If the Italians can claim the pizza, the Lebanese can claim a similar concoction: the Man’oucheh. Typically eaten for breakfast, but if made in mini it can be used as an appetizer or as party finger food.
The Man’oucheh is made in special bakeries where it is prepared for the customer in a matter of minutes, while they can watch the process. Usually the baker has the fillings and the dough ready: he kneads it, shapes it, fills it and cooks it. It is typically cooked on high heat, in an iron or stainless steel oven. The more traditional way is to make it on a “Saj” which is a special “grill” to make bread or dough based food.
The Man’oucheh comes in different flavors too. Although it is usually one topping, there are so many varieties that you will never be bored with it. The most common ones are Zaatar, cheese, Kishk (A powder made of yogurt and bulgur, to cut a long story short) or meat. Sometimes even a mix of Zaatar and cheese, or a half of each.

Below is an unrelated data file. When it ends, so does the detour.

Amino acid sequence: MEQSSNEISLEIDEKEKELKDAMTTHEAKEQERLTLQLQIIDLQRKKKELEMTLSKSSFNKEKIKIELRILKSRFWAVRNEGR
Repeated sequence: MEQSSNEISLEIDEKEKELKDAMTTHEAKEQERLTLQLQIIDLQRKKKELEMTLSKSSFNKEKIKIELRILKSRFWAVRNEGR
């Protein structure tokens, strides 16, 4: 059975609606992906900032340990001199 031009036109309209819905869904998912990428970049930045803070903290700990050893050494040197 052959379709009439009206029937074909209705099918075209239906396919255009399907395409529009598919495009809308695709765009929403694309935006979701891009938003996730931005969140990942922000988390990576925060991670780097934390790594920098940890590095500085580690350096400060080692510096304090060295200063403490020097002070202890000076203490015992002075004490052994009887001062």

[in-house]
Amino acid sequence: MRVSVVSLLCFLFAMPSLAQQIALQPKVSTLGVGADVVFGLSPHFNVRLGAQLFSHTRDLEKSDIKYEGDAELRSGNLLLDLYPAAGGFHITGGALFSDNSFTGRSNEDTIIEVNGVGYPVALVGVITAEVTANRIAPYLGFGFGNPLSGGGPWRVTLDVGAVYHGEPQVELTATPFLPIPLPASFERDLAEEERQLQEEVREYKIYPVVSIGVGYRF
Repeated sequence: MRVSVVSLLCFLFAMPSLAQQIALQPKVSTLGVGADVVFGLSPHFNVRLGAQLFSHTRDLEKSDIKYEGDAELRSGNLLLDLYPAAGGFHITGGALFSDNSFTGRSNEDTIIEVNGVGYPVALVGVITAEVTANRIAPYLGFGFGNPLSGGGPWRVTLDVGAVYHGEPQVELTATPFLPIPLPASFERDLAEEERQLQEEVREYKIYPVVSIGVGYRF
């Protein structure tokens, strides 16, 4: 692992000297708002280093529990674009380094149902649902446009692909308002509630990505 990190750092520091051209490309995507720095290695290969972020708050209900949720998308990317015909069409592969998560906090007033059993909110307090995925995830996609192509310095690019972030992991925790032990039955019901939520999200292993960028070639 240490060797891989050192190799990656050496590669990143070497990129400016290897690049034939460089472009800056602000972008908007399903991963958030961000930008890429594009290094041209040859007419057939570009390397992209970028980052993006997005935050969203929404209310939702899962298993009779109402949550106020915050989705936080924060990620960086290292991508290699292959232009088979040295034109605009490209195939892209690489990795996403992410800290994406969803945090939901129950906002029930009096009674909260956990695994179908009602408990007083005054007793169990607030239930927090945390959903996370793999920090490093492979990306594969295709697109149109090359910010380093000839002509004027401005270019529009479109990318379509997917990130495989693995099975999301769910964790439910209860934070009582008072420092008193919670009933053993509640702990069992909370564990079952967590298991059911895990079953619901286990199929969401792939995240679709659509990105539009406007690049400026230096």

It can also be served with a side of veggies like tomatoes, olives, cucumbers, onions or whatever tickles your fancy.
For one large:
- Pizza Dough (recipe here)
- 1/3 cup of olive oil
- 3/4 cup Zaatar
- Shredded Mozzarella Cheese
- Mix the olive oil and the zaatar (and eventually some salt if need be) to get a pasty combination. Add more oil if you need to. The consistency should be similar to yogurt’s.
- Fill 2/3 of the crust with the mixture.
- Fill the rest with cheese, making sure to be very generous (hence why I did not specify the amount). You want a thick layer.
- Overlap the cheese with the 1/3 covered with Zaatar to get the mixed part.
- Bake in a 450˚F (232˚C) oven for 12 minutes or till crust is cooked and golden.